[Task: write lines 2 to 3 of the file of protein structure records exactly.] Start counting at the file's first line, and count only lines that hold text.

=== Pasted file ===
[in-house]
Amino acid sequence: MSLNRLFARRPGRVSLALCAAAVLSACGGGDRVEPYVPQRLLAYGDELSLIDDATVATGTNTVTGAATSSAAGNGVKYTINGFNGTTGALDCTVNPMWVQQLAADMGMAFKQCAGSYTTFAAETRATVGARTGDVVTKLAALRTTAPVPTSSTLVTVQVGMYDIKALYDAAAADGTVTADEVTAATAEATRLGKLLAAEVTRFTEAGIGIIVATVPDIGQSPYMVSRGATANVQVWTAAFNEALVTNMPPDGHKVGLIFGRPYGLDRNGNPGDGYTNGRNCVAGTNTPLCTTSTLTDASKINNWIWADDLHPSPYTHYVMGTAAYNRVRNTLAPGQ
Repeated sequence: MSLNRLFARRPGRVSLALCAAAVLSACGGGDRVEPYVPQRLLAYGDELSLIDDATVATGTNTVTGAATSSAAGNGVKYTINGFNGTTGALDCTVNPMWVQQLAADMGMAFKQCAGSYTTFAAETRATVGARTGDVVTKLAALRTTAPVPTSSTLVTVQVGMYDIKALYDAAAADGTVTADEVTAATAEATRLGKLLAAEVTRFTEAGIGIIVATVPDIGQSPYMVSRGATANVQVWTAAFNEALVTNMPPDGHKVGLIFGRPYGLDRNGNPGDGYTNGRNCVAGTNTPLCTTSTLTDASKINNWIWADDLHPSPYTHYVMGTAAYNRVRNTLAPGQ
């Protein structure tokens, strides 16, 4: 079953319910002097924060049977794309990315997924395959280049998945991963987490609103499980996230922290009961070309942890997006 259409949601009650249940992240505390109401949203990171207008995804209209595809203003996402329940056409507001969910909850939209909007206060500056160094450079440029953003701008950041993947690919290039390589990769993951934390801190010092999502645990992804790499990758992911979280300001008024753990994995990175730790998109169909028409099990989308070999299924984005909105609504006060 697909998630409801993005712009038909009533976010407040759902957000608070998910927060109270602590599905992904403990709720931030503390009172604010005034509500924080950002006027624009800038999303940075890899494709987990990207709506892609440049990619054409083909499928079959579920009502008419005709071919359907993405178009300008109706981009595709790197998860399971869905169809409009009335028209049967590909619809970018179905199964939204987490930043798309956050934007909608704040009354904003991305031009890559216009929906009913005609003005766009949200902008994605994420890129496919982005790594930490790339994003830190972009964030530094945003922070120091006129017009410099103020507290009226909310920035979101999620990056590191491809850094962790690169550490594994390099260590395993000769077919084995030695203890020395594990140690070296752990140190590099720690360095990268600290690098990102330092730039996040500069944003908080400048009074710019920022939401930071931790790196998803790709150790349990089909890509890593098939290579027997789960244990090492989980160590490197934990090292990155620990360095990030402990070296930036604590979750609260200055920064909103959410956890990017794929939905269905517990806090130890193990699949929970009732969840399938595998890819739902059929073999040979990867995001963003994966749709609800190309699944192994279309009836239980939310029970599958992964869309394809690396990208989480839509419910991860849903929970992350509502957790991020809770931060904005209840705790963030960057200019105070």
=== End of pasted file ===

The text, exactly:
Amino acid sequence: MSLNRLFARRPGRVSLALCAAAVLSACGGGDRVEPYVPQRLLAYGDELSLIDDATVATGTNTVTGAATSSAAGNGVKYTINGFNGTTGALDCTVNPMWVQQLAADMGMAFKQCAGSYTTFAAETRATVGARTGDVVTKLAALRTTAPVPTSSTLVTVQVGMYDIKALYDAAAADGTVTADEVTAATAEATRLGKLLAAEVTRFTEAGIGIIVATVPDIGQSPYMVSRGATANVQVWTAAFNEALVTNMPPDGHKVGLIFGRPYGLDRNGNPGDGYTNGRNCVAGTNTPLCTTSTLTDASKINNWIWADDLHPSPYTHYVMGTAAYNRVRNTLAPGQ
Repeated sequence: MSLNRLFARRPGRVSLALCAAAVLSACGGGDRVEPYVPQRLLAYGDELSLIDDATVATGTNTVTGAATSSAAGNGVKYTINGFNGTTGALDCTVNPMWVQQLAADMGMAFKQCAGSYTTFAAETRATVGARTGDVVTKLAALRTTAPVPTSSTLVTVQVGMYDIKALYDAAAADGTVTADEVTAATAEATRLGKLLAAEVTRFTEAGIGIIVATVPDIGQSPYMVSRGATANVQVWTAAFNEALVTNMPPDGHKVGLIFGRPYGLDRNGNPGDGYTNGRNCVAGTNTPLCTTSTLTDASKINNWIWADDLHPSPYTHYVMGTAAYNRVRNTLAPGQ